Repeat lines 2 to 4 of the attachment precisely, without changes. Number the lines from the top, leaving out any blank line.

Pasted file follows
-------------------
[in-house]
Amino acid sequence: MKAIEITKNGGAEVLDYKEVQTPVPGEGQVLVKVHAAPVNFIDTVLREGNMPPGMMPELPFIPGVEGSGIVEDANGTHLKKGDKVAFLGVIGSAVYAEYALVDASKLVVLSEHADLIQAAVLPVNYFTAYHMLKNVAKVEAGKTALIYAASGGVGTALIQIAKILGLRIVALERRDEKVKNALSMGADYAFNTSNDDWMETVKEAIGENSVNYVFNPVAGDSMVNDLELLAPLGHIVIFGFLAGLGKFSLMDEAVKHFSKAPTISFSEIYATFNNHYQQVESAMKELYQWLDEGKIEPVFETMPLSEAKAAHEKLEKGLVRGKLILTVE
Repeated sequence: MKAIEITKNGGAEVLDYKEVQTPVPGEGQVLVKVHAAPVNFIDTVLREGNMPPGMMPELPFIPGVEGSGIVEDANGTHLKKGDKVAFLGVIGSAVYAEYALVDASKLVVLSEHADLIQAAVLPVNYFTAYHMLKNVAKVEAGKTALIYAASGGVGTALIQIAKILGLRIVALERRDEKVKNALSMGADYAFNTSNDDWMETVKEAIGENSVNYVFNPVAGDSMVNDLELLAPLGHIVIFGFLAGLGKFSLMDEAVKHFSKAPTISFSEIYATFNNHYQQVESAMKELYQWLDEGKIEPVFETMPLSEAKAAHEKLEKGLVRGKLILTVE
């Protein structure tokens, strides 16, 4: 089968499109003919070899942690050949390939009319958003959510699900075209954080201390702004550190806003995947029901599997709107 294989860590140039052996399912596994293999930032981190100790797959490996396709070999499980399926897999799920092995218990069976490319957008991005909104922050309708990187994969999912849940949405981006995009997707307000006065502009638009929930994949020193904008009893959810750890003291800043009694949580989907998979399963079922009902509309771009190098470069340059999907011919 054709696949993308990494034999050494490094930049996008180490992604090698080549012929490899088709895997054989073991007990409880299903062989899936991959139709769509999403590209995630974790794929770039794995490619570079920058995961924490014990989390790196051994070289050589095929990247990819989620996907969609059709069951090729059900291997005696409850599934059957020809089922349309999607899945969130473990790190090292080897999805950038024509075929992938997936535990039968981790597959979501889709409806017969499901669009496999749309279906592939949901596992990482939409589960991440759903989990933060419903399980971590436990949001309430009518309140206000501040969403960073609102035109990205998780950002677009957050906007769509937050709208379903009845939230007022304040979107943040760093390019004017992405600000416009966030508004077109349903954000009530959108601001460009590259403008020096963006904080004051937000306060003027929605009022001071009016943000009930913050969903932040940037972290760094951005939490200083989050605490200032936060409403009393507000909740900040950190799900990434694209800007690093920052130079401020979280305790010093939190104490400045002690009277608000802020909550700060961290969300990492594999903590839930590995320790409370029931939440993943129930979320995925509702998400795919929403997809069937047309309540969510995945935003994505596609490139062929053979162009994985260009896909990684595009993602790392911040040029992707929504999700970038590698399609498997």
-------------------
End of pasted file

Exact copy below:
Amino acid sequence: MKAIEITKNGGAEVLDYKEVQTPVPGEGQVLVKVHAAPVNFIDTVLREGNMPPGMMPELPFIPGVEGSGIVEDANGTHLKKGDKVAFLGVIGSAVYAEYALVDASKLVVLSEHADLIQAAVLPVNYFTAYHMLKNVAKVEAGKTALIYAASGGVGTALIQIAKILGLRIVALERRDEKVKNALSMGADYAFNTSNDDWMETVKEAIGENSVNYVFNPVAGDSMVNDLELLAPLGHIVIFGFLAGLGKFSLMDEAVKHFSKAPTISFSEIYATFNNHYQQVESAMKELYQWLDEGKIEPVFETMPLSEAKAAHEKLEKGLVRGKLILTVE
Repeated sequence: MKAIEITKNGGAEVLDYKEVQTPVPGEGQVLVKVHAAPVNFIDTVLREGNMPPGMMPELPFIPGVEGSGIVEDANGTHLKKGDKVAFLGVIGSAVYAEYALVDASKLVVLSEHADLIQAAVLPVNYFTAYHMLKNVAKVEAGKTALIYAASGGVGTALIQIAKILGLRIVALERRDEKVKNALSMGADYAFNTSNDDWMETVKEAIGENSVNYVFNPVAGDSMVNDLELLAPLGHIVIFGFLAGLGKFSLMDEAVKHFSKAPTISFSEIYATFNNHYQQVESAMKELYQWLDEGKIEPVFETMPLSEAKAAHEKLEKGLVRGKLILTVE
């Protein structure tokens, strides 16, 4: 089968499109003919070899942690050949390939009319958003959510699900075209954080201390702004550190806003995947029901599997709107 294989860590140039052996399912596994293999930032981190100790797959490996396709070999499980399926897999799920092995218990069976490319957008991005909104922050309708990187994969999912849940949405981006995009997707307000006065502009638009929930994949020193904008009893959810750890003291800043009694949580989907998979399963079922009902509309771009190098470069340059999907011919 054709696949993308990494034999050494490094930049996008180490992604090698080549012929490899088709895997054989073991007990409880299903062989899936991959139709769509999403590209995630974790794929770039794995490619570079920058995961924490014990989390790196051994070289050589095929990247990819989620996907969609059709069951090729059900291997005696409850599934059957020809089922349309999607899945969130473990790190090292080897999805950038024509075929992938997936535990039968981790597959979501889709409806017969499901669009496999749309279906592939949901596992990482939409589960991440759903989990933060419903399980971590436990949001309430009518309140206000501040969403960073609102035109990205998780950002677009957050906007769509937050709208379903009845939230007022304040979107943040760093390019004017992405600000416009966030508004077109349903954000009530959108601001460009590259403008020096963006904080004051937000306060003027929605009022001071009016943000009930913050969903932040940037972290760094951005939490200083989050605490200032936060409403009393507000909740900040950190799900990434694209800007690093920052130079401020979280305790010093939190104490400045002690009277608000802020909550700060961290969300990492594999903590839930590995320790409370029931939440993943129930979320995925509702998400795919929403997809069937047309309540969510995945935003994505596609490139062929053979162009994985260009896909990684595009993602790392911040040029992707929504999700970038590698399609498997």